Today, Mali joins the nations of Colombia and The Philippines in celebrating the official global launch of the Solidarity Trial Vaccines (STV), a large international randomised clinical study coordinated by the World Health Organization (WHO), together with national ministries of health, to rapidly test new promising COVID-19 vaccine candidates.
COVID-19 is one of the biggest health and economic threats the world has seen in decades. The rapid development of safe and effective COVID-19 vaccines is a remarkable scientific achievement, but many countries do not have access to these vaccines or do not have enough doses to protect their populations: the world needs more vaccines to protect everyone, wherever the live, from the virus and all its variants. The STV trial has a critical role to play in testing new vaccines for COVID-19.
All candidate vaccines in the trial have been carefully selected by leading international experts, after first trial phases showed their potential to be safe and effective. Initial results from the trial could be ready by early 2022, but the study will be ongoing as potential new vaccines are added as and when they pass the WHO’s strict entry criteria.
In Mali, the STV trial is being coordinated by CVD-Mali in association with the Ministry of Health, and aims to include 40,000 participants throughout the country. Recruitment began in October at a number of trial sites in the Bamako region, and to date over 4,200 volunteers have enrolled.
“This is a very important trial for Mali, and for Africa” said Prof. Samba Sow, Director General of CVD-Mali, and the trial’s Principal Investigator. “We are extremely proud to take part, as this trial will help shape history. The people of Mali will make a real difference in finding more safe and effective vaccines to help protect the whole world from COVID-19.”
Professor Samba Sow, Director-General of CVD-Mali, today addressed attendees at the 4th Forum Galien Africa in Dakar, Senegal.
During a panel entitled AFRICA MOBILIZES FOR GLOBAL HEALTH SECURITY, Prof. Sow discussed the issue of Crisis Communication, or Risk Communication and Community Engagement.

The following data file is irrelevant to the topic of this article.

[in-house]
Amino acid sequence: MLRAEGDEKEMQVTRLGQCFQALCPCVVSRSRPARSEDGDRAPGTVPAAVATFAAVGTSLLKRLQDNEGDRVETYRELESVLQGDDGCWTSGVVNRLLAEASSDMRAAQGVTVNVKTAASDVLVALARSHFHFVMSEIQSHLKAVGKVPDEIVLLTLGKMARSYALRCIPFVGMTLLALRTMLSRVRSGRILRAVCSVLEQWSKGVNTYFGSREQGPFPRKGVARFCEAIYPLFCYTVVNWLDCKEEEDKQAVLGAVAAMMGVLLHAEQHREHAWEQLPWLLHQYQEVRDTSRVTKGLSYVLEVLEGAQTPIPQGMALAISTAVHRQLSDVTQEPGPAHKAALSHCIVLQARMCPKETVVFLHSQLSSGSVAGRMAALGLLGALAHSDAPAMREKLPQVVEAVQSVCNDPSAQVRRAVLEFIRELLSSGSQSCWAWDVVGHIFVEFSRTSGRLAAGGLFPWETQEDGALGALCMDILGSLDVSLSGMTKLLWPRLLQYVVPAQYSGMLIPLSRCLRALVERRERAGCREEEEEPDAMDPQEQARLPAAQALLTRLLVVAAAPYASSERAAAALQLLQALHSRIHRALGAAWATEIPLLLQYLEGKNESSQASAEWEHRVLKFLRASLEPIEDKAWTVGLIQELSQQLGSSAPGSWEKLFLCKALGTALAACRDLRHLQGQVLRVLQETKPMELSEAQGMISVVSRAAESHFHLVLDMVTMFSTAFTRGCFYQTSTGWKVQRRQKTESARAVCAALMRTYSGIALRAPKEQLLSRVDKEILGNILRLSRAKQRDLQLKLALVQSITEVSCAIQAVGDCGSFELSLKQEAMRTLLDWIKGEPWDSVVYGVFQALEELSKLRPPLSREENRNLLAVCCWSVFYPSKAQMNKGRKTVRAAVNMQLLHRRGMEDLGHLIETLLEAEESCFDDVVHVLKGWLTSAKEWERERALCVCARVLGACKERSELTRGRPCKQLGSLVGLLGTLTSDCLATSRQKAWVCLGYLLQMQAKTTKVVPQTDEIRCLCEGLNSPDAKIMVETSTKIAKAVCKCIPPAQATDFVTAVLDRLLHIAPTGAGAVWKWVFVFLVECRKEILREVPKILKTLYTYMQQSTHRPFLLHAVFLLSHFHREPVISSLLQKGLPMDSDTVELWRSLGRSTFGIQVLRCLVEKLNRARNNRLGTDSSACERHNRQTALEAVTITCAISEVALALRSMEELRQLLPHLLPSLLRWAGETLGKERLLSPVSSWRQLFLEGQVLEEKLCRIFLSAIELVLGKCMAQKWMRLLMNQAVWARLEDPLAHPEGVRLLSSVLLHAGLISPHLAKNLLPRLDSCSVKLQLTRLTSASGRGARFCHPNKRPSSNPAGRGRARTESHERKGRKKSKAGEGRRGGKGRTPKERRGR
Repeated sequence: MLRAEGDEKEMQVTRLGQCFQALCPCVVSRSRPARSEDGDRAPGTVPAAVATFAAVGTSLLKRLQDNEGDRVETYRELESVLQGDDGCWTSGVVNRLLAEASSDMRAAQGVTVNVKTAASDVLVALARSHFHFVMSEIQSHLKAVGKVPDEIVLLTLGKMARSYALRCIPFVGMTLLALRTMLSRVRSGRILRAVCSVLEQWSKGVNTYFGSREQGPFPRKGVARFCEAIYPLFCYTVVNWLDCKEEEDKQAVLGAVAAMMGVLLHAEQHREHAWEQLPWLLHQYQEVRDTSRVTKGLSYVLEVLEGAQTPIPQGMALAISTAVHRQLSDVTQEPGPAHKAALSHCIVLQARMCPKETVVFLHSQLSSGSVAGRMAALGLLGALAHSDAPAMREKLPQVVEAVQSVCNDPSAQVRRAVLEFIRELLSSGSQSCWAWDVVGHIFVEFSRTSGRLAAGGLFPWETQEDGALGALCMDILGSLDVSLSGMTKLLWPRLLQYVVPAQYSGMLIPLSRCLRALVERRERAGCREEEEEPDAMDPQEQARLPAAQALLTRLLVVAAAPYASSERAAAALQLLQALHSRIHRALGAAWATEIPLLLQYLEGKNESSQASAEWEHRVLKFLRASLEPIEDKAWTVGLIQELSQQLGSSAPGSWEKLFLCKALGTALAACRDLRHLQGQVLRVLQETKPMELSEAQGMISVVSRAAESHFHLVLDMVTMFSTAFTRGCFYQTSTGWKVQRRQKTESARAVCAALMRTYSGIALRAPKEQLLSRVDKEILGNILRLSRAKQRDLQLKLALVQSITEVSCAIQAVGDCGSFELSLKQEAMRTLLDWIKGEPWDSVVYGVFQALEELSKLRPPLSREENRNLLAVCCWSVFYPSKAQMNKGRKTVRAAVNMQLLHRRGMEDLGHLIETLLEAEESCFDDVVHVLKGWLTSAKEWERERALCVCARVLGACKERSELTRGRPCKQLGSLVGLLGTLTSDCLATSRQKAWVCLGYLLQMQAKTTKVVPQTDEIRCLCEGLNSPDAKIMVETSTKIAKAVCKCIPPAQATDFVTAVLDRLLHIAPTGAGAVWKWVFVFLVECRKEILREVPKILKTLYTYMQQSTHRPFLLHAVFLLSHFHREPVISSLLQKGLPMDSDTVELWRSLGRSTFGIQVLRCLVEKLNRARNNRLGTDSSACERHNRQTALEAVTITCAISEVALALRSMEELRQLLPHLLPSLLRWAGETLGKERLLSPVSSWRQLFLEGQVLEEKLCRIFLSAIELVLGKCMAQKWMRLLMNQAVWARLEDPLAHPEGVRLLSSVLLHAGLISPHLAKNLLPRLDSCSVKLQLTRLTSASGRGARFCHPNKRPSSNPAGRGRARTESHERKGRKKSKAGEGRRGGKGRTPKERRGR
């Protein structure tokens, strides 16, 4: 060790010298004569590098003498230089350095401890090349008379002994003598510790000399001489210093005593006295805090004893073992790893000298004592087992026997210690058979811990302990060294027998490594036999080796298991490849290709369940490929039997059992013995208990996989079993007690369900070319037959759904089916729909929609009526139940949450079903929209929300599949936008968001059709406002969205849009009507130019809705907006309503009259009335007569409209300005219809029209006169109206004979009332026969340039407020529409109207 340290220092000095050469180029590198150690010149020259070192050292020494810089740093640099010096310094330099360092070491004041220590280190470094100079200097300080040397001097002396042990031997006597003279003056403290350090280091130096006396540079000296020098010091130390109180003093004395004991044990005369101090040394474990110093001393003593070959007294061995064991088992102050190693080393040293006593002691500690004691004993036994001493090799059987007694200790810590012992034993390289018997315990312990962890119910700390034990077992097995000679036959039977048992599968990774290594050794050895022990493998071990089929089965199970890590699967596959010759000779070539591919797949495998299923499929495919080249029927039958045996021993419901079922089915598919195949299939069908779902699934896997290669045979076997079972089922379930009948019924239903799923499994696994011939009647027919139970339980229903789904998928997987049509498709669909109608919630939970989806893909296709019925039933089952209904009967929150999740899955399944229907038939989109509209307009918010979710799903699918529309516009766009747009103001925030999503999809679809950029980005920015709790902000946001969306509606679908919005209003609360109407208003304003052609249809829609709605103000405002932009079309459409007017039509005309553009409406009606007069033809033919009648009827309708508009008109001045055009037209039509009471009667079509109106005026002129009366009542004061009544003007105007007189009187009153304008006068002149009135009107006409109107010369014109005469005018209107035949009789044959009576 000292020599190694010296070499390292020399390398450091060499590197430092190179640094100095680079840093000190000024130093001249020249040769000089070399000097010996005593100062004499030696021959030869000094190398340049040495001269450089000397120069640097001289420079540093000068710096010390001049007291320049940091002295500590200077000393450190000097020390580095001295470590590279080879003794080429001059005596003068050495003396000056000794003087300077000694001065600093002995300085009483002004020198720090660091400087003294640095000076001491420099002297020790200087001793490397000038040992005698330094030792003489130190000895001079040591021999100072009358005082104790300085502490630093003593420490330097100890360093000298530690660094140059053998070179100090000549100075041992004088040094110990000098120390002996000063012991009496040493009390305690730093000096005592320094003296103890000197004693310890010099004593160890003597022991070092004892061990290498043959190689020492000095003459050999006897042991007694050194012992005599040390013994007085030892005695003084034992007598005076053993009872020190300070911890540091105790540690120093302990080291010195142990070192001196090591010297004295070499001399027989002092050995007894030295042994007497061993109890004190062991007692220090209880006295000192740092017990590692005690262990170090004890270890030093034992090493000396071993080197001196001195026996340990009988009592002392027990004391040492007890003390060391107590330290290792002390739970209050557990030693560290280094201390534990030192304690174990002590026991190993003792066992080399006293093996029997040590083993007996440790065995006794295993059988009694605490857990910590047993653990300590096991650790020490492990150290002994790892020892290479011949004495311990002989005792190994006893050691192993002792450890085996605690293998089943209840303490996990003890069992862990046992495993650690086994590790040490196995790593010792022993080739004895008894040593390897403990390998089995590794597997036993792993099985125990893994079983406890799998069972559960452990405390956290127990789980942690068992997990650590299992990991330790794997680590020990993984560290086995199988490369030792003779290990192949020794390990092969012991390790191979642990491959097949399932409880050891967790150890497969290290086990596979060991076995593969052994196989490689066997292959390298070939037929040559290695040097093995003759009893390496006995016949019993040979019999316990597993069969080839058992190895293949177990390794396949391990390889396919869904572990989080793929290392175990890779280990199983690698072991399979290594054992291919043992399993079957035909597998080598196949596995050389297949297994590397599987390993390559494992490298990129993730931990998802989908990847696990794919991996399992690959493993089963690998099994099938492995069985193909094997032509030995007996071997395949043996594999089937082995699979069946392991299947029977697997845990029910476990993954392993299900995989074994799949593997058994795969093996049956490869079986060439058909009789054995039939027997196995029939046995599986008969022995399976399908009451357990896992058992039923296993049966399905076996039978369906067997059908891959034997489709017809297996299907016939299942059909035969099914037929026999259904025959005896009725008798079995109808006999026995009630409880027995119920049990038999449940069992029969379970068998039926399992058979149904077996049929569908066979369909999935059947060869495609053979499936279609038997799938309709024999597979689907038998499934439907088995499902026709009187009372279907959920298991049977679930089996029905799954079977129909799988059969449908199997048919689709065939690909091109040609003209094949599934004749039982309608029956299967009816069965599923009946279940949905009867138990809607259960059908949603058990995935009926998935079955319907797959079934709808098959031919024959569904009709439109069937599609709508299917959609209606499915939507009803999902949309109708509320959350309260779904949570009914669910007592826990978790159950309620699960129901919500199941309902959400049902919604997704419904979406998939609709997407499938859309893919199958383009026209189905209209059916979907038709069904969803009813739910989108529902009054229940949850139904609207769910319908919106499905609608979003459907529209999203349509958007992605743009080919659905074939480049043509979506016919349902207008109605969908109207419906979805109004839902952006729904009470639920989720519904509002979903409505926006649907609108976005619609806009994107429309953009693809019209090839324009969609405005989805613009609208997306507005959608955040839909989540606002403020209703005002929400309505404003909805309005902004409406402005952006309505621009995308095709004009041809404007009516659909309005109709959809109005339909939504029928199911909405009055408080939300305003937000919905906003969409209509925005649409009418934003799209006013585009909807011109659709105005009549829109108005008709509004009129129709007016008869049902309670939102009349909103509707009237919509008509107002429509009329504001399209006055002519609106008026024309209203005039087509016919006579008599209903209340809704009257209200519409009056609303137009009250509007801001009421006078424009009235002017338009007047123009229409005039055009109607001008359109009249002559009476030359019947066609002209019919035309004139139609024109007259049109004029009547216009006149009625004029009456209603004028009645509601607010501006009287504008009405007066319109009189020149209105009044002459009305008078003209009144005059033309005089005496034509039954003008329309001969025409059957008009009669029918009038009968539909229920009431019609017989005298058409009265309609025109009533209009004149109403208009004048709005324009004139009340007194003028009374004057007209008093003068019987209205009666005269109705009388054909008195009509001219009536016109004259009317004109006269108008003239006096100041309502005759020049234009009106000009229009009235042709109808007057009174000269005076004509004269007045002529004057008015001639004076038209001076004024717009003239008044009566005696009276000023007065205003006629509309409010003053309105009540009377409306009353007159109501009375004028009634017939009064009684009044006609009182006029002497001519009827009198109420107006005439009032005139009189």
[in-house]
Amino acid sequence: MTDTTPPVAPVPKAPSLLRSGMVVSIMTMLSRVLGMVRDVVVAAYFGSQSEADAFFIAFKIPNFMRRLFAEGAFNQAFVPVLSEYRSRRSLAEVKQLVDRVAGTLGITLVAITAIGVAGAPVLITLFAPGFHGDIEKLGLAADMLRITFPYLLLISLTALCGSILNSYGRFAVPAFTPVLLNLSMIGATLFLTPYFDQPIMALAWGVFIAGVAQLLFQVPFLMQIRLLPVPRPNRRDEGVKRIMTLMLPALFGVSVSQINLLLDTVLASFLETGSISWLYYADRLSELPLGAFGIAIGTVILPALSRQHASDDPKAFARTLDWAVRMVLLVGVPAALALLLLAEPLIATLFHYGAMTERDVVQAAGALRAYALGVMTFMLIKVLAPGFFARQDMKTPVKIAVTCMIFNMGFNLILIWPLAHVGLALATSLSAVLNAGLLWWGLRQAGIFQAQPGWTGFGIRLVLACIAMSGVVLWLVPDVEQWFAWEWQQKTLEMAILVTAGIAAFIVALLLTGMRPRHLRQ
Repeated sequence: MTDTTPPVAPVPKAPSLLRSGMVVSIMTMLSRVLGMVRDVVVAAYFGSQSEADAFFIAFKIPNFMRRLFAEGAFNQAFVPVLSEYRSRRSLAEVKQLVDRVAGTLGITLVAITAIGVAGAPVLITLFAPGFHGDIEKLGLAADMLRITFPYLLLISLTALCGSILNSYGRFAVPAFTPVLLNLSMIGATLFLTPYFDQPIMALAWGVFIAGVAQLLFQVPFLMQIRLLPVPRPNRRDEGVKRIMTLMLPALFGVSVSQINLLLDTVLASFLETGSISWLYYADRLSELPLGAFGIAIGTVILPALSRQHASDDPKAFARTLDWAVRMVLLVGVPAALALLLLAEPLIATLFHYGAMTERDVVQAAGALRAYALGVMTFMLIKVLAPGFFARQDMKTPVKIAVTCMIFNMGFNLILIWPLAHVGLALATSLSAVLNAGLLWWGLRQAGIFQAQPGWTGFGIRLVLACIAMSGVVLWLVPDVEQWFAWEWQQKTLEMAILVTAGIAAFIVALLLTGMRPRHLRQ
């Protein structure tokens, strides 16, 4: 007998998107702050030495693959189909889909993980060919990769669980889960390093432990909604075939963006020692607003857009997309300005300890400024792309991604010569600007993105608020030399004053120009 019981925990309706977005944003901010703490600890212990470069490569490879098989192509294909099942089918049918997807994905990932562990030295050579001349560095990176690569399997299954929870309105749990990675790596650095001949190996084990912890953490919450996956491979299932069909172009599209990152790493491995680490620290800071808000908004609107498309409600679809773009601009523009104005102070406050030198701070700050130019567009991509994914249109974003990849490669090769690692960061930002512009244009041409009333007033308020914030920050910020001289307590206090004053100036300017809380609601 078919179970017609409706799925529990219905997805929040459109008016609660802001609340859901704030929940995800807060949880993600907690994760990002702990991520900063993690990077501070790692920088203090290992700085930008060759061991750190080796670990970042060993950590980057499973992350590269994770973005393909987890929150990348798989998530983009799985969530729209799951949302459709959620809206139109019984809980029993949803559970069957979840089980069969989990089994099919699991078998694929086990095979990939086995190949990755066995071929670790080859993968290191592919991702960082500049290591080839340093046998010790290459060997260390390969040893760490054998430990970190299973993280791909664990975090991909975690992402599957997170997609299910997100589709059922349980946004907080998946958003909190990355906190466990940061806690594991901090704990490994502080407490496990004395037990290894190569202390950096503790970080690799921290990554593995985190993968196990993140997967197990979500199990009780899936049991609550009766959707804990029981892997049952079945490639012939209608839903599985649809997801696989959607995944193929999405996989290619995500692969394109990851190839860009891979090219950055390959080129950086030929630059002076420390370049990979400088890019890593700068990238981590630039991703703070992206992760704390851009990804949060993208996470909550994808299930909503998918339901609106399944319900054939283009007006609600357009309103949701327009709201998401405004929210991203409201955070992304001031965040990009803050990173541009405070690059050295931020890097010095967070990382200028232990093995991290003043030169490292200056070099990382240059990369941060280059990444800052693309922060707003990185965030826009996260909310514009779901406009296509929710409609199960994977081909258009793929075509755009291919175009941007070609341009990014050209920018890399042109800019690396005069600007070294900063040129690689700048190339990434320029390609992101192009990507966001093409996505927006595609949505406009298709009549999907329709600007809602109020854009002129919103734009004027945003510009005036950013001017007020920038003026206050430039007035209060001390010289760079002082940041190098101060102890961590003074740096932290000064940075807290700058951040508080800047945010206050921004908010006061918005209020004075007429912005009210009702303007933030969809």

Asked how he sees the role of the African scientific community in communication, misinformation or mistrust, Prof. Sow replied:
In order to solve this problem, we must first of all make an effort to understand the causes of people’s mistrust, whether they are cultural, economic or specific to a particular region. Above all, we must not make the mistake of ignoring or ignoring the concerns of our fellow citizens. That would be completely counterproductive.
The response must be tailored to the specificities of the population we are seeking to protect. It is by taking into account the particular features of each situation that we will be most likely to convince and save lives.
I want to emphasise this point. We are talking about saving millions of lives on the African continent. That is why we need to join forces with all stakeholders to protect their communities: politicians, opinion leaders, to engage in dialogue with citizens on the basis of scientific data.
Without hiding the risks, but presenting a state of the art of the situation.
It is by engaging in discussion with the population that we will be able to convince our interlocutors. By presenting them with the scientific data accumulated over decades through the press, through social networks, through the voices of trusted leaders, we will overcome false information. This is what we are working on in the African Voices of Science initiative.
We have put together a clear message based on the best available science, and we are now working to convince leaders and people across Africa.
But scientific collaboration is also about capacity. We need to be able to produce the vaccines and treatments ourselves. In this way, we can not only be more effective in rolling out vaccine coverage, but we can also manage these programmes independently.
Improving the overall quality of our health systems now will have a very beneficial effect on people’s confidence in health interventions.
Finally, it will be the results that speak for themselves. When it becomes clear to everyone that vaccinated people get sick less often, are less severely affected, and are less likely to lose their lives.
Our case for immunization will become more audible as its benefits become more apparent in communities. That’s why we need to do everything we can to expand immunization to all populations, and demonstrate its protective benefits locally.
The importance of effective communication can never be underestimated. It has taken time, patience and close collaboration with these communities to overcome fears and misunderstandings.
The COVID-19 vaccines will require the same patience and commitment. The African Voices of Science initiative was created to address this challenge.”
The Forum GalienAfrica is an initiative of the Galien Foundation. Founded in France 50 years ago by pharmacist Roland Mehl in honor of Galen, the father of medical science and modern pharmacology, the Prix Galien supports, recognizes and awards the efforts of scientists, researchers and companies committed to advancing medical innovation with the power to change the human condition. Worldwide, the Prix Galien is regarded as the equivalent of the Nobel Prize in biopharmaceutical research.